San Antonio Earns Music Friendly Community Designation

Only three other Texas cities have received the designation from the Texas Music Office.

By Jack MorganFebruary 13, 2018 6:53 am, , ,

From Texas Public Radio:

San Antonio received a designation that only three other Texas cities can claim.

San Antonio rock band Buttercup warmed up a downtown crowd that gathered Monday to celebrate a special announcement from the city. The Texas Music Office has designated San Antonio a Music Friendly Community.

Jazz musician Henry Brun will be the volunteer chair of the city’s Arts and Culture Division music committee, and he says he’ll begin by gathering information.

“There’s going to be plenty of input, positive and negative. And we welcome all of it because the only bad input is the input you don’t receive,” Brun says.

That information will be tallied to figure out where the music committee should concentrate its efforts.

“By the end of the year we will have a strategic plan which is going to state our goals and the charge that we’re going to have, as a committee, as a city entity and as a community,” Brun says.

Mayor Ron Nirenberg says he hopes the designation will help focus and propel a business that’s already a major player in the city.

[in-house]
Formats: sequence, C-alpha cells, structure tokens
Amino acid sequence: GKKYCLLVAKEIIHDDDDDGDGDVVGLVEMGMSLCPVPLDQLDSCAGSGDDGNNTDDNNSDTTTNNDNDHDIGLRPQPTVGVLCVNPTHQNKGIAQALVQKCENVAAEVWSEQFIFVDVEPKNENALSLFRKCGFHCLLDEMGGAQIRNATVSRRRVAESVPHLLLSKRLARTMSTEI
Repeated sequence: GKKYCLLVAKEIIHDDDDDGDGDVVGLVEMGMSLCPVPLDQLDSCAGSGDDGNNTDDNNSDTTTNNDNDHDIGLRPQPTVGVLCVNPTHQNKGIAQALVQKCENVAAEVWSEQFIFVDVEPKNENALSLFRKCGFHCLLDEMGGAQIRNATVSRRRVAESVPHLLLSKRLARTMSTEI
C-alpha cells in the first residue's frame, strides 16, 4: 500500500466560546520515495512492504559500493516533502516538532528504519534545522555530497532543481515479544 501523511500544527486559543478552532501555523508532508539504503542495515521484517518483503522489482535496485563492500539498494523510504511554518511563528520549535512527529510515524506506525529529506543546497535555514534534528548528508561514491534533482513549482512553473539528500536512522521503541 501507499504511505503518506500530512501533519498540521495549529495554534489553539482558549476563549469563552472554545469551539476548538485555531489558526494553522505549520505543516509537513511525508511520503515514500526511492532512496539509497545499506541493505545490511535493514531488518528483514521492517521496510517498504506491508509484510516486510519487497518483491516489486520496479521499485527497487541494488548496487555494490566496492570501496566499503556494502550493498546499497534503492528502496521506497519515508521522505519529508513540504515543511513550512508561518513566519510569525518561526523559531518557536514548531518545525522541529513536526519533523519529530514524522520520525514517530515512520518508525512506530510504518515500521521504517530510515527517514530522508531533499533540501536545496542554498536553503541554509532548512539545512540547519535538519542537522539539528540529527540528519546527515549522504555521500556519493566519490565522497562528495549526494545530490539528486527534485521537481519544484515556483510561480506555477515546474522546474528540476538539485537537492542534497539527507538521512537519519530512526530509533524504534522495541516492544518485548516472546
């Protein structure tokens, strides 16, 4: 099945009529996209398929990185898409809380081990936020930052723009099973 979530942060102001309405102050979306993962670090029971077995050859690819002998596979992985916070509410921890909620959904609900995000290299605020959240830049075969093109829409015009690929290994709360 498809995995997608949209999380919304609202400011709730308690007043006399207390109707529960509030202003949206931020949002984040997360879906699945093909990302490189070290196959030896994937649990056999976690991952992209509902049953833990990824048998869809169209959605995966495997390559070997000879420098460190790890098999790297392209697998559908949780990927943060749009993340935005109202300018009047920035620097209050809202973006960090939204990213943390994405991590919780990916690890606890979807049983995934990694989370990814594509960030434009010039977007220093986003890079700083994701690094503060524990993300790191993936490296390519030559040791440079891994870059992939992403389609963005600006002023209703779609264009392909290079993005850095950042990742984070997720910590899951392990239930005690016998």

“There’s a billion dollar impact annually from the music industry in San Antonio, and I think that catches most people off guard,” says Nirenberg.

He says one of the city’s unique musical strengths is the multicultural demographic that the other music friendly cities – Austin, Fort Worth and Denton – don’t really have. 

“It’s just a part of who we are. In fact there’s probably not a clearer way to demonstrate what kind of city we’ve become in terms of the convergence of cultures, than through our music,” Nirenberg says.

Musician Erick Sanden is hopeful, but also realistic.     

“Of course, down in the trenches it falls on the club owners, the musicians, to work together more than anything. We can’t wait for the city to magically come in and make everybody stars. We’ve got to work on our craft and control the things that we control,” Sanden says.